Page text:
Is consultation the Achilles heel of UK staff relations?

The
Rover and Vauxhall job losses pushed the Government into its recent announcement
that it will review consultation with staff over large-scale redundancies.

This
review (News, 23 January) has been linked to the controversial EU draft
directive on information and consultation at a national level ñ a proposal that
has been fiercely opposed by both employers and the Government.

But
reviewing and reforming consultation practice will not create more jobs or stop
large-scale plant closures.

Underlining
the debate is a generally held view that consultation is weaker in the UK than
in other EU member states and, as a consequence, large-scale redundancies are
both cheaper and more frequent in the UK than in other countries. 

Consultation
is being used as a cipher for the continuation of an argument that is
ultimately about the degree and responsibility of countries to legislate or interfere
in the operation of the labour market. The current restructuring in the car
industry has been expected for some time and is a consequence of the
globalisation of that sector. The implications of that process for
manufacturing within the European car market have led to significant
restructuring.

But
as the evidence from other member states with more stringent consultation
requirements shows, tougher consultation laws will make closure of plants a
more complex, time consuming and lengthy process but will not, however, stop
the final closure of a plant with resultant job losses. For all the talk at the
time with banner headlines, strikes and political intervention, Hoover closed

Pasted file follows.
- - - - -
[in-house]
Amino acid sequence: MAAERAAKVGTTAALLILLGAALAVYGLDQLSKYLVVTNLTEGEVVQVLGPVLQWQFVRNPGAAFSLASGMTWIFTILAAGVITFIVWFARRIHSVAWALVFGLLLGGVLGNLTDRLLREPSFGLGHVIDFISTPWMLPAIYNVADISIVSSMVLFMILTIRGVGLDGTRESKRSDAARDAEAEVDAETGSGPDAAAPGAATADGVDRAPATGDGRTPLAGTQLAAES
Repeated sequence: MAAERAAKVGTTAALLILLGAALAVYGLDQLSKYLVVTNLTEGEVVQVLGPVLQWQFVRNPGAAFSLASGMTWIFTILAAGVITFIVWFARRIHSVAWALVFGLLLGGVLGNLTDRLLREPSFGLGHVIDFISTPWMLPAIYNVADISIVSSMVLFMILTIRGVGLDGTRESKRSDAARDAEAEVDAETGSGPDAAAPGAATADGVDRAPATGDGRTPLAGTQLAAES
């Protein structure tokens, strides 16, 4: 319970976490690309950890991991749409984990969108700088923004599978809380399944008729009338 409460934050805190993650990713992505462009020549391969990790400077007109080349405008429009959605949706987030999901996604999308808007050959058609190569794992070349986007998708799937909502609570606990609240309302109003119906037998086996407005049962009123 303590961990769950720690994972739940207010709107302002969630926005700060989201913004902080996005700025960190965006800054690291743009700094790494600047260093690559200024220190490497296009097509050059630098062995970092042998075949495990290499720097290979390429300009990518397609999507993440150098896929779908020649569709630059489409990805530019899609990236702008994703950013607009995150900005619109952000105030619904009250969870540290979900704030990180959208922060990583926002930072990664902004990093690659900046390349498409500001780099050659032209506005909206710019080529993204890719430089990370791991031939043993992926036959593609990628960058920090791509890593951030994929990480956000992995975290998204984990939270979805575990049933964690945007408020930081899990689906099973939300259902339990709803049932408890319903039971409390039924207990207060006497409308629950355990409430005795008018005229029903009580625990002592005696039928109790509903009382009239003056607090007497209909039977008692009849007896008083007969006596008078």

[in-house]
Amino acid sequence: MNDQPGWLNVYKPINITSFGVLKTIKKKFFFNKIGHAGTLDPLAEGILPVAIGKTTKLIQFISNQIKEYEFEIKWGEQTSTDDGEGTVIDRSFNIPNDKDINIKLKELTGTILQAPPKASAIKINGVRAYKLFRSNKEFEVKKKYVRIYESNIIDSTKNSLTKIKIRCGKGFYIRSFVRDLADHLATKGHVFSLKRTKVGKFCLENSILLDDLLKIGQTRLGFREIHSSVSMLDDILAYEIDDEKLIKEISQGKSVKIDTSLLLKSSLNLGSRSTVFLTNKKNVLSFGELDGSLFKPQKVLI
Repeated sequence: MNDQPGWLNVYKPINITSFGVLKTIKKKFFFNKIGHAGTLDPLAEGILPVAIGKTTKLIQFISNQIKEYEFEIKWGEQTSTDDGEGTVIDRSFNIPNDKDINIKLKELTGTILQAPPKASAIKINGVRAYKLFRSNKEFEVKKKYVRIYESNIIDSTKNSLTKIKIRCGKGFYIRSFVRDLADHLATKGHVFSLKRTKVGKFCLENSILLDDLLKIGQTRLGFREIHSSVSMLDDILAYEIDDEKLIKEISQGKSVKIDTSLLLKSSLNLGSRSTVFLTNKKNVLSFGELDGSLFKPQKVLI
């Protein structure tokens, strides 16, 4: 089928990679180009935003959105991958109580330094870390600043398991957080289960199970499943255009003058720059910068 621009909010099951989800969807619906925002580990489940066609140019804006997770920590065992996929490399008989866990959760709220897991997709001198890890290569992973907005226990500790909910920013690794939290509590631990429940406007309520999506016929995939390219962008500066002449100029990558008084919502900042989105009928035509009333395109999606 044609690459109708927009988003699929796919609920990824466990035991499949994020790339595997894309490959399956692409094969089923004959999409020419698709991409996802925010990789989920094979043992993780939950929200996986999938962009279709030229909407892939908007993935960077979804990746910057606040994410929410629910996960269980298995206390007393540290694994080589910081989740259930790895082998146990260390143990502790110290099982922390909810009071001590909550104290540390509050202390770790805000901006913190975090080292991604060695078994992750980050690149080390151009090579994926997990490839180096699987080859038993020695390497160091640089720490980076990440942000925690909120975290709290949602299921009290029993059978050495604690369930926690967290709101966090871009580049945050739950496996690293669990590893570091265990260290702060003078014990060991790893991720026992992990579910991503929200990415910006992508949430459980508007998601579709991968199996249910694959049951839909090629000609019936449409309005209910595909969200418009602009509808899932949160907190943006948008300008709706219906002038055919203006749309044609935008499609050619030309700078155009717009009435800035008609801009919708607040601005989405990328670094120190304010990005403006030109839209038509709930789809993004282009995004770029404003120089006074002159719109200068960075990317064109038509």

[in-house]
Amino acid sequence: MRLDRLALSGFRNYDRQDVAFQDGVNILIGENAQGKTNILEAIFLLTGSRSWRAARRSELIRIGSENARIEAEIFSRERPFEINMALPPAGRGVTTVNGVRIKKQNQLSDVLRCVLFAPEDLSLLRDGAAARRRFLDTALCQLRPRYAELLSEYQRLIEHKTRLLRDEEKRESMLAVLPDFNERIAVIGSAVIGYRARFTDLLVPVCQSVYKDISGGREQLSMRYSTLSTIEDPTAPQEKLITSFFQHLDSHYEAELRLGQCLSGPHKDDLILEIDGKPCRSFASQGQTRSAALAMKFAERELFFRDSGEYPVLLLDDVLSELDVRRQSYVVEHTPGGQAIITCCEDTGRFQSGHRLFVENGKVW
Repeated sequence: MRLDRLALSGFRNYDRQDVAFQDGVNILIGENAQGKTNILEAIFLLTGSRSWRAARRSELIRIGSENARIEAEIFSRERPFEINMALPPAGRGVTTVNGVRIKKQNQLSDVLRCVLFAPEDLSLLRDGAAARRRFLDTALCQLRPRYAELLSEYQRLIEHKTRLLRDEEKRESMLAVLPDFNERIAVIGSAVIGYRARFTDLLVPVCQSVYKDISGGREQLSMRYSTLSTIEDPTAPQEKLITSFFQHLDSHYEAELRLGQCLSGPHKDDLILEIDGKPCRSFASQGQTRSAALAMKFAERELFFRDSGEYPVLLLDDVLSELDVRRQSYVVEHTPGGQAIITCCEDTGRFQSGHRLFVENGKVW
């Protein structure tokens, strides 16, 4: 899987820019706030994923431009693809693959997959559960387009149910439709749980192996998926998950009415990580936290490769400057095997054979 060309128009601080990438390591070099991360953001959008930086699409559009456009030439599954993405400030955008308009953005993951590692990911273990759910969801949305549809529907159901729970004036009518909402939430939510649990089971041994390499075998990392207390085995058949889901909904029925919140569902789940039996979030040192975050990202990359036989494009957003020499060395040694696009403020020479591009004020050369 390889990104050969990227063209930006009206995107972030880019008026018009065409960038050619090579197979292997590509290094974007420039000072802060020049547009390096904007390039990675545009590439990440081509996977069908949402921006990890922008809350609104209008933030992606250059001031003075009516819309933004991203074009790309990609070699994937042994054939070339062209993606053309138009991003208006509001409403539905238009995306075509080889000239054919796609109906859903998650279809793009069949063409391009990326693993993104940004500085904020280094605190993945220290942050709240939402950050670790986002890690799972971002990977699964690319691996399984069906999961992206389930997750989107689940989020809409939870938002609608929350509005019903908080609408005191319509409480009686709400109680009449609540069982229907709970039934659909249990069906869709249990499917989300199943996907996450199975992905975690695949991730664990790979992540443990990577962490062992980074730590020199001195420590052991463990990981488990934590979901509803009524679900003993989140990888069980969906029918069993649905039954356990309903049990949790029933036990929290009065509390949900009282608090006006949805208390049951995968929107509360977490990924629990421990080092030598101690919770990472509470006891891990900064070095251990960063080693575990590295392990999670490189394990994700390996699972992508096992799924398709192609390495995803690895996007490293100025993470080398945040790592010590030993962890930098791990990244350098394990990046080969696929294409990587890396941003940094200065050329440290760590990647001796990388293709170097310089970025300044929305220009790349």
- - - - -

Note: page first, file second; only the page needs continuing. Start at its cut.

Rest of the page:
its factory in France and moved the jobs to Cambuslang in Scotland and Renault
closed its car plant in Vilvoorde in Belgium.

Consultation
is about communication ñ an issue of critical importance for companies. A
well-informed workforce that is consulted on the issues that directly affect it
is a motivated workforce that provides real benefits for the organisation it
works for. Successive surveys have shown that a variety of methods can create
improvements. To be effective the information and consultation processes in a
company need to be aligned to the needs and practices of that company. To put
it crudely, one size does not fit all.

The
opposition from the UK to the EU’s general framework for information and
consultation has focused on the belief that the draft directive would impose an
alien "works council" type structure in all UK companies. It is not
surprising that a European Commission-drafted proposal on information and
consultation should reflect a system that is prevalent in the majority of other
member states. However, given that the EU proposal is to create a general framework
for informing and consulting employees there is no reason why the final text of
an EU proposal should simply impose a works council structure on every member
state. 

Amendments
to the draft directive increasingly place the onus on member states to
determine the way in which different aspects of consultation will occur.
Assuming this process of devolving issues for member states to make decisions
continues, then, if the draft directive is ever adopted, the real debate will
occur in the UK.

Whatever
the process, HR professionals will wish to ensure that any resultant UK
legislation reflects the existing diversity of practice and is not a
straitjacket. Even if formal political agreement, known as a "common
position", was reached by member states on the EU Directive now, the
earliest UK law would be introduced that affected companies would be 2004. A
later date is more realistic.

The
right of employees to be informed and consulted on decisions that affect them
is contained within the 1989 Social Charter, now incorporated into the treaties
and fully supported by the UK. Whether we like it or not, the issue of
consultation will not go away. However, no one should be under any illusion
that strengthening consultation laws will stop large-scale plant closures or
reduce unemployment.

By
Peter Reid,  European employee relations
adviser, working for PRC

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